The Differences Between Sedimentary Rocks and Igneous Rocks

Differences Between Sedimentary Rocks and Igneous Rocks 

Igneous and sedimentary rocks are the two main types of rocks found on Earth. They are formed in different ways and have different properties.

1-Sedimentary and Igneous Rocks Formation

Igneous rock is formed through the cooling and solidification of magma or lava. Igneous rock may form with or without crystallization, either below the surface as intrusive (plutonic) rocks or on the surface as extrusive (volcanic) rocks.

Sedimentary Rocks formed by the deposition of material at the Earth's surface and within bodies of water. Sedimentation is the collective name for processes that cause mineral and/or organic particles (detritus) to settle and accumulate or minerals to precipitate from a solution.

Differences Between Sedimentary Rocks and Igneous Rocks
The Difference Between Sedimentary Rocks and Igneous Rocks

2-Distribution: Abundance on the Earth Crust

Sedimentary rocks are the most common type of rock on Earth's surface. They cover about 75% of the Earth's land area. The sedimentary rock cover of the continents of the Earth's crust is extensive, but the total contribution of sedimentary rocks is estimated to be only 8% of the total volume of the crust.

Igneous and metamorphic rocks make up 90–95% of the top 16 km of the Earth's crust by volume.

3-Sedimentary and Igneous Rocks Mineral Composition

Most sedimentary rocks contain either quartz (especially siliciclastic rocks) or calcite (especially carbonate rocks). In contrast with igneous and metamorphic rocks, a sedimentary rocks usually contains very few different major minerals. However, the origin of the minerals in a sedimentary rock is often more complex than those in an igneous rock. Minerals in a sedimentary rock can have formed by precipitation during sedimentation or diagenesis. In the second case, the mineral precipitate can have grown over an older generation of cement.

Igneous rocks are composed of minerals that have crystallized from magma or lava. The composition of an igneous rock depends on the chemical composition of the magma or lava. Felsic Igneous rock, highest content of silicon, with predominance of quartz, alkali feldspar and/or feldspathoids: the felsic minerals; these rocks (e.g., granite, rhyolite) are usually light coloured, and have low density. While mafic Igneous rock, lesser content of silicon relative to felsic rocks, with predominance of mafic minerals pyroxenes, olivines and calcic plagioclase; these rocks (example, basalt, gabbro) are usually dark coloured, and have a higher density than felsic rocks. ultramafic rock, lowest content of silicon, with more than 90% of mafic minerals.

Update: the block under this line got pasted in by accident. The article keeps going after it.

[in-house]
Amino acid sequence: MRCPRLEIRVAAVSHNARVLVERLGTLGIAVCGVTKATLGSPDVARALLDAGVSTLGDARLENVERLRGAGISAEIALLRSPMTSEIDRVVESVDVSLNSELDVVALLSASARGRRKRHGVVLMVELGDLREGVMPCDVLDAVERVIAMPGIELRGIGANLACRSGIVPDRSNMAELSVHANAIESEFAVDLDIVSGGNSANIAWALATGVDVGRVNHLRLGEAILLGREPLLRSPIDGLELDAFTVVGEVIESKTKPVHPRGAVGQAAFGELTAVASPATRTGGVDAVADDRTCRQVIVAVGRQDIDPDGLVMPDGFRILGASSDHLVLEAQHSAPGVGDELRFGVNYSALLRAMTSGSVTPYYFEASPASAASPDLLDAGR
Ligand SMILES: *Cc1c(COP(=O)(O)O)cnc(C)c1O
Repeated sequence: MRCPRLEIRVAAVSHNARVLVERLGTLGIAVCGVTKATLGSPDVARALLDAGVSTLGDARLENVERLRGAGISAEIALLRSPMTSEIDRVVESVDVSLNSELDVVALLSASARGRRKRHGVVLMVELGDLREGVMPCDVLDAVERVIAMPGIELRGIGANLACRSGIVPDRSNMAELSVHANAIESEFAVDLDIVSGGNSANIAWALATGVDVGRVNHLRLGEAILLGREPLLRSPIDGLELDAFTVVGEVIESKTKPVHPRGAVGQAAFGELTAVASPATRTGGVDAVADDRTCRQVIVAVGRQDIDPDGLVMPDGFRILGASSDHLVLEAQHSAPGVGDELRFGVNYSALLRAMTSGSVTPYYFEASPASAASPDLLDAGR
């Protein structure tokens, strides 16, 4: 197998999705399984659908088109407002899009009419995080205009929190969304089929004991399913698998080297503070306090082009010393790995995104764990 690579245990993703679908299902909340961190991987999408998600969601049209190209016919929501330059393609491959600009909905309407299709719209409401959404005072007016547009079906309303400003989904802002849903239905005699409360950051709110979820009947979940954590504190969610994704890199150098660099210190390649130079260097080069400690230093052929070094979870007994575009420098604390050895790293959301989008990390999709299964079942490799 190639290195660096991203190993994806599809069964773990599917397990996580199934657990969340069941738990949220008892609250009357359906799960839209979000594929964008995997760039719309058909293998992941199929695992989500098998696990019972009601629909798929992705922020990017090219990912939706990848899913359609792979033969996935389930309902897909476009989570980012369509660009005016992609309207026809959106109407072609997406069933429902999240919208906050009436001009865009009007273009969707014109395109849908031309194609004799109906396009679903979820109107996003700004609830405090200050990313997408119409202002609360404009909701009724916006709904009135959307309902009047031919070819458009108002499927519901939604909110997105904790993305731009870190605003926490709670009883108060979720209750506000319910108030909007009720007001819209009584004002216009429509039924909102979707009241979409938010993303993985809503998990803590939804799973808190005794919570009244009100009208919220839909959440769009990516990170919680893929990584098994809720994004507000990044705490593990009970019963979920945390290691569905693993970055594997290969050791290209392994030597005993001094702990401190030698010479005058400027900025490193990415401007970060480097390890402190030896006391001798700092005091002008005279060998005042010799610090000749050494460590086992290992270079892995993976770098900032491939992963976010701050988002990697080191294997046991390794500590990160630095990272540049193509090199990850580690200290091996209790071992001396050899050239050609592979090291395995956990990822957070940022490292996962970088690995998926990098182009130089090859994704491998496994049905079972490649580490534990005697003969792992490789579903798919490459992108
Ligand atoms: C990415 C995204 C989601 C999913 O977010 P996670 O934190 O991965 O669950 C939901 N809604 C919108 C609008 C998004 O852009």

Among the three major types of rock, fossils are most commonly found in sedimentary rock. Unlike most igneous and metamorphic rocks, sedimentary rocks form at temperatures and pressures that do not destroy fossil remnants.

5-Sedimentary and Igneous Rocks Structures

Sedimentary rocks can have a variety of structures, such as bedding, ripple marks, and cross-bedding. Structures in sedimentary rocks can be divided into 'primary' structures (formed during deposition) and 'secondary' structures (formed after deposition). Structures are always large-scale features that can easily be studied in the field.

Igneous rocks can also exhibit a variety of structures, such as vesicles, amygdules, and columnar jointing. These structures are formed by the processes of cooling and solidification. The structures of igneous rocks are large scale features, which are dependent on several factors like: (a) Composition of magma. (b) Viscosity of magma. (c) Temperature and pressure at which cooling and consolidation takes place. (d) Presence of gases and other volatiles.

6-Sedimentary and Igneous Rocks Classification

Based on the processes responsible for their formation, sedimentary rocks can be subdivided into four groups: clastic sedimentary rocks, biochemical (or biogenic) sedimentary rocks, chemical sedimentary rocks and a fourth category for "other" sedimentary rocks formed by impacts, volcanism, and other minor processes.

Igneous rocks are classified according to mode of occurrence, texture, mineralogy, chemical composition, and the geometry of the igneous body.

7-Sedimentary and Igneous Rocks Importance & Uses

Sedimentary rocks are used in a variety of ways, including construction materials, abrasives, and chemicals. Sedimentary rocks are also used to produce fossil fuels, such as coal and oil. Coal and oil shale are found in sedimentary rocks. A large proportion of the world's uranium energy resources are hosted within sedimentary successions.sedimentary rocks contain a large proportion of the Earth's groundwater aquifers. Our understanding of the extent of these aquifers and how much water can be withdrawn from them depends critically on our knowledge of the rocks that hold them (the reservoir).

Many types of igneous rocks are used as building stone, facing stone, and decorative material, such as that used for tabletops, cutting boards, and carved figures. Pumice is used as an abrasive material in hand soaps, emery boards, etc.

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